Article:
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Religion Library: Anglican/Episcopalian

Early Developments

Written by: Russell P. Dawn

Late in Elizabeth's reign and early in that of James, cracks began to appear in the Calvinist doctrinal hegemony. The doctrine of predestination, particularly reprobation, came under fire at Cambridge. Divines (theologians) such as Richard Hooker, Lancelot Andrewes, and John Overall combined anti-Calvinism and an enhanced ceremonialism in a way that emphasized the importance of the grace available in the sacraments, corporate prayers, and worship according to the Book of Common Prayer (BCP), and that stressed the visible Church as the community of all professing believers. This movement was later known as "avant-garde conformity" because they anticipated more thorough changes along these lines that would occur in the 1620s and 1630s.

During this later period, as the reign of James transitioned to that of his son, Charles I, so-called Arminians began their ascendancy within the power structures of Church and State. The enthronement of William Laud as Archbishop of Canterbury in 1633 both emblemized and secured this rise to power. English Arminianism was the intellectual and liturgical heir of the avant-garde conformists. It was characterized by a prayer- and sacrament-centered piety and strong affinity for elaborate ceremonial, and also by a broad-bottomed vision of the Church as equated with the visible Church. The Arminians also jettisoned the apocalyptic image of the pope as Antichrist--Rome was a true Church, albeit an erroneous one. This was an explosive idea in English Protestant culture. William Laud's church policies and King Charles's absolutist state policies generated widespread anxiety among Puritans of every stripe. Ongoing religious unrest in Ireland and political and religious divisions at home plunged the realm into bloody civil wars, and Laud and Charles were beheaded.Settlement was overturned, meaning the clergy was no longer made up of bishops and priests (although some who had been bishops and priests still served as pastors) and the Book of Common Prayer (BCP) was no longer used for worship. Yet many of the English began to pine for the pre-war Church.

The period from 1642 to 1660, the time of the civil wars and the Interregnum (the period between monarchs), was marked by a complete transformation of the English Church. Presbyterians first succeeded to Church leadership, eventually opposed by the Independents, while a plethora of Protestant sects sprang up. Lord Protector Oliver Cromwell, supporting the Independents, imposed a Puritan regime, a godly Commonwealth that he was, he believed, appointed by God to institute. The Elizabethan Settlement was overturned, meaning the clergy was no longer made up of bishops and priests (although some who had been bishops and priests still served as pastors) and the Book of Common Prayer (BCP) was no longer used for worship.Yet many of the English began to pine for the pre-war Church.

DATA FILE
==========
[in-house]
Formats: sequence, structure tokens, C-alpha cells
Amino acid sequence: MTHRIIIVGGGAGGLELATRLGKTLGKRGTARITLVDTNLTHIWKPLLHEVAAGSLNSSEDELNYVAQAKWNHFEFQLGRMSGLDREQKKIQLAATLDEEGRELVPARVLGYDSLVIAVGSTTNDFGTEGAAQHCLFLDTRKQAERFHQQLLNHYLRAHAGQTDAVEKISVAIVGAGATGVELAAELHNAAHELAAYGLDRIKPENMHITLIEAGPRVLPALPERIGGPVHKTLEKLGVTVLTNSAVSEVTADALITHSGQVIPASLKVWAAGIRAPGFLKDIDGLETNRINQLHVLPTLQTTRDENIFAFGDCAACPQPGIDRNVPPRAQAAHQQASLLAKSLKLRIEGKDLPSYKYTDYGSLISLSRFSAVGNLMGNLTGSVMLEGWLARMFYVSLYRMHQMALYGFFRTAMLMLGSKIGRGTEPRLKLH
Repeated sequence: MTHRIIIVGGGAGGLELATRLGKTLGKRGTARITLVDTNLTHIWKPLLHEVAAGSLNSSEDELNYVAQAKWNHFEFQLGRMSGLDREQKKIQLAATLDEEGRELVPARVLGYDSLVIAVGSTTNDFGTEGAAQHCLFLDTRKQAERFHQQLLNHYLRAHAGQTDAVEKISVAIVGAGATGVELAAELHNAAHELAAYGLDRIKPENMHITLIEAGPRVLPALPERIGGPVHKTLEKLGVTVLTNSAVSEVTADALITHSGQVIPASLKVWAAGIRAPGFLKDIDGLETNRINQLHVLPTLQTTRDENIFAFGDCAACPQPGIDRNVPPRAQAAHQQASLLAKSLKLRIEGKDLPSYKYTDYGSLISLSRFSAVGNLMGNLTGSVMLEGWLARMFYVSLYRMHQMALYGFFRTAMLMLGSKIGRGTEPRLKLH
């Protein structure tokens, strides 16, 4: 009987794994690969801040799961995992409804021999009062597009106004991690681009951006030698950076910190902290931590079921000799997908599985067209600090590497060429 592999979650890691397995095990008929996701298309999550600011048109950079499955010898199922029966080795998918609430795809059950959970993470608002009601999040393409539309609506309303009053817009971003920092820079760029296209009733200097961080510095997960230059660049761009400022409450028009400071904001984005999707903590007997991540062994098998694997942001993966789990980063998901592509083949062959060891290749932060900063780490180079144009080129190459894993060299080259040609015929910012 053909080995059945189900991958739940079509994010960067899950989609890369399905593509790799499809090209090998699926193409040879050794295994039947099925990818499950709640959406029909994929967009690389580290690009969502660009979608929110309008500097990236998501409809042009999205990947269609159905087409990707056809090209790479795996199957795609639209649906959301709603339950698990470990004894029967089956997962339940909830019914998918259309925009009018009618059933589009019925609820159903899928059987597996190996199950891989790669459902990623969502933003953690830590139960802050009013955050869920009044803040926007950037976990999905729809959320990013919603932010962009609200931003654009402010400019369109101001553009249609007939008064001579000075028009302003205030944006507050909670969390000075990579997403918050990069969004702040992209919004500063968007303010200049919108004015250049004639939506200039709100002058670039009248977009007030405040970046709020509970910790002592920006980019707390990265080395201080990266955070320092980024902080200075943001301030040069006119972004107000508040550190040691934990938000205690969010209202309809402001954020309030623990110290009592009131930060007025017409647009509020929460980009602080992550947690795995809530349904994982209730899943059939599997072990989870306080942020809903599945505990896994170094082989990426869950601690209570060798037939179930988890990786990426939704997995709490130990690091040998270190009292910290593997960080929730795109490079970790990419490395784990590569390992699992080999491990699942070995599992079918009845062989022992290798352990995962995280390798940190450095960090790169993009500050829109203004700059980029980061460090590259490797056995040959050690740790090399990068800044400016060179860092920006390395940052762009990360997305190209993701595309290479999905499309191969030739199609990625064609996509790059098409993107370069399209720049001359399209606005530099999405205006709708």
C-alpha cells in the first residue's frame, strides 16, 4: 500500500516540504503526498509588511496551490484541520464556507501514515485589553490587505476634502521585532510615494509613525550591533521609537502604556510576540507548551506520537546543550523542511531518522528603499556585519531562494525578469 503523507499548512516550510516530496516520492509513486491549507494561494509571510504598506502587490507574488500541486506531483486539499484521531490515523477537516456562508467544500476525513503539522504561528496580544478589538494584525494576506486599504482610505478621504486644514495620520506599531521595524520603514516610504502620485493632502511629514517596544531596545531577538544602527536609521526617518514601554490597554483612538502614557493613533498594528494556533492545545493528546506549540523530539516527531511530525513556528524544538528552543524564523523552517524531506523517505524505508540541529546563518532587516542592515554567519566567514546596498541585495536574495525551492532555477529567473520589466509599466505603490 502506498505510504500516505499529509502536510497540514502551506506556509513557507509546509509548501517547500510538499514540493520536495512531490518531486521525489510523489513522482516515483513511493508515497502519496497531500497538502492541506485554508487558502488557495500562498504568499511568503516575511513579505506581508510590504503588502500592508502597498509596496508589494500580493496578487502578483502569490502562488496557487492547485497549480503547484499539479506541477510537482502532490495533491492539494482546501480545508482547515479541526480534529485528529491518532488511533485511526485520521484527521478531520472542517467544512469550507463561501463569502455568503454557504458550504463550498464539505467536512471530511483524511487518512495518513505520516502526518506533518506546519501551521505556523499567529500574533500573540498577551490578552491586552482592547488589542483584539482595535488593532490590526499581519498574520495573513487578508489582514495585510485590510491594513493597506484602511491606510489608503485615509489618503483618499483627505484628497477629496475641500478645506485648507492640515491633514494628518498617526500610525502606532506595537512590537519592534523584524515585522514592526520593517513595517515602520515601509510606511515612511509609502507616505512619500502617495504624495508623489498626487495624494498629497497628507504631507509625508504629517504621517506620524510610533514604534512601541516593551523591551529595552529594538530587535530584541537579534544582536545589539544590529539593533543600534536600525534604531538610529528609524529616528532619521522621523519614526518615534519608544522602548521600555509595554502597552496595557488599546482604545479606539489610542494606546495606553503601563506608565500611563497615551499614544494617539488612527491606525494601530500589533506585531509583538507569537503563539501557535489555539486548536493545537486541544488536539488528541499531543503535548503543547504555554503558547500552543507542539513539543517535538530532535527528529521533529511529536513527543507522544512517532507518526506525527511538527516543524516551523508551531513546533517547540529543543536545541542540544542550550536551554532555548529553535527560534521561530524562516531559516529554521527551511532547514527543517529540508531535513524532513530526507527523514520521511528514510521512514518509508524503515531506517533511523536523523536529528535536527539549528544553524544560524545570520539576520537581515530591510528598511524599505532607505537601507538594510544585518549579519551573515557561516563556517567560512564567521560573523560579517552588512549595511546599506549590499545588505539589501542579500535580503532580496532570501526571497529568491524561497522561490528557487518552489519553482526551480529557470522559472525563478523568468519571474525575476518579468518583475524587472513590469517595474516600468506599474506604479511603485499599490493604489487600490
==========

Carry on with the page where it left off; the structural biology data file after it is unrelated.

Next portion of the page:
They got their wish after the Restoration of the monarchy in 1660, when Charles II was crowned king. The Church was returned to its episcopal structure, and a new edition of the BCP was issued in 1662. Sects were permanently marginalized. Calvinist predestinarianism, now associated with Cromwell and the Puritans, no longer prevailed in the Church of England, but neither did the extremes of Arminianism. A non-Arminian, non-Calvinist balance was found, at least for the moment. This was the beginning of Anglicanism, of a Church with a self-identity as a via media, drawing on both Catholic and Reformed, and reducible to neither.


Study Questions:
     1.    Describe the connection between Anglicanism and monarchy.
     2.    What were the doctrinal beliefs of Elizabethan Calvinism?
     3.    How did English Arminianism develop? What do followers believe?
     4.    When could it be argued that Anglicanism began?

 

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